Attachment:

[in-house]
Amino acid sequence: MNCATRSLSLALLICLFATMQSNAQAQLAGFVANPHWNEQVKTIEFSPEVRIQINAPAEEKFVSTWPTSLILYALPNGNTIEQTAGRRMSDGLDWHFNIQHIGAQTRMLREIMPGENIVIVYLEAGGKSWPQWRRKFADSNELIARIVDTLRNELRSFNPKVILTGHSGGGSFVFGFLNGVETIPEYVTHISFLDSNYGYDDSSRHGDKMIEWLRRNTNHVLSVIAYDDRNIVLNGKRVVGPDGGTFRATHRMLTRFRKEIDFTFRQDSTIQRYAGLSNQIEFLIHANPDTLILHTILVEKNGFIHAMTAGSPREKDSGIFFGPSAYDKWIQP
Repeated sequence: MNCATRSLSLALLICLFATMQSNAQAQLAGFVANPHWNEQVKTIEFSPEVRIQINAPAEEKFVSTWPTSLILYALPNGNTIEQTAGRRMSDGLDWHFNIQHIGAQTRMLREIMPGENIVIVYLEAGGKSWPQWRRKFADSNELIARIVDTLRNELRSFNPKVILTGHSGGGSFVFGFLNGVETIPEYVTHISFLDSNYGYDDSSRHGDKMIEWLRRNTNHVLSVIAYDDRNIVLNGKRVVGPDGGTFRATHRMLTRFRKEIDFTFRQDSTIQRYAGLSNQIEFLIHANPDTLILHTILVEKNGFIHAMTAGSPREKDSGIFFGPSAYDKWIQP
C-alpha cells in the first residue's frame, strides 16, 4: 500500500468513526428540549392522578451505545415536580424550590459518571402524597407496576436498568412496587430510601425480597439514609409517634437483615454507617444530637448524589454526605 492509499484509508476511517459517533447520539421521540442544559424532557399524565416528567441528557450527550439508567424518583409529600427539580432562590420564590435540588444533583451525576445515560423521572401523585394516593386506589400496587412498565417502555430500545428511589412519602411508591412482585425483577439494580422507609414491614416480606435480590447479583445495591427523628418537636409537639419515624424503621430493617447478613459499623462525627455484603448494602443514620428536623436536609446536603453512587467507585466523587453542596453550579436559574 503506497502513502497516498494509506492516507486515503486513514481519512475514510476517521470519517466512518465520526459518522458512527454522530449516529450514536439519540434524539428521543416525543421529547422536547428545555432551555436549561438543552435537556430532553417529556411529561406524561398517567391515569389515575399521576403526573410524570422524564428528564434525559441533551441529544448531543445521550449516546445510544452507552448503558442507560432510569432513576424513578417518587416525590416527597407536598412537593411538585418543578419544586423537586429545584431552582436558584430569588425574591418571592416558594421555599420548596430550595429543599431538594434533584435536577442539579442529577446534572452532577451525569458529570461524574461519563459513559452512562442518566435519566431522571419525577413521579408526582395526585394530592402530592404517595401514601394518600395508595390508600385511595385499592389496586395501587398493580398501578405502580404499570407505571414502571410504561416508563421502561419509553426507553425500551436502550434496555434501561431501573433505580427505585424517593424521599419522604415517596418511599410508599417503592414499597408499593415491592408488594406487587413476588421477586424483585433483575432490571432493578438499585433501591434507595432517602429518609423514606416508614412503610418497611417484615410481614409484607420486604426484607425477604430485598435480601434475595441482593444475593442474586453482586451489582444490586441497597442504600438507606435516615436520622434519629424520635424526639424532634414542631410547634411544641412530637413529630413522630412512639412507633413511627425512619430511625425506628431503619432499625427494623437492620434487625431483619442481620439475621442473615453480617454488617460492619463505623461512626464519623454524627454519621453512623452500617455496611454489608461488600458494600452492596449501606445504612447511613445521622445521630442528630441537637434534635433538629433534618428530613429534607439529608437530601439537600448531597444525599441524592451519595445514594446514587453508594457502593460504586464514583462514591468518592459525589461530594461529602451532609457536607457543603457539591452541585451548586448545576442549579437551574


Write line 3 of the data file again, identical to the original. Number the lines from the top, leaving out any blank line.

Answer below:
Repeated sequence: MNCATRSLSLALLICLFATMQSNAQAQLAGFVANPHWNEQVKTIEFSPEVRIQINAPAEEKFVSTWPTSLILYALPNGNTIEQTAGRRMSDGLDWHFNIQHIGAQTRMLREIMPGENIVIVYLEAGGKSWPQWRRKFADSNELIARIVDTLRNELRSFNPKVILTGHSGGGSFVFGFLNGVETIPEYVTHISFLDSNYGYDDSSRHGDKMIEWLRRNTNHVLSVIAYDDRNIVLNGKRVVGPDGGTFRATHRMLTRFRKEIDFTFRQDSTIQRYAGLSNQIEFLIHANPDTLILHTILVEKNGFIHAMTAGSPREKDSGIFFGPSAYDKWIQP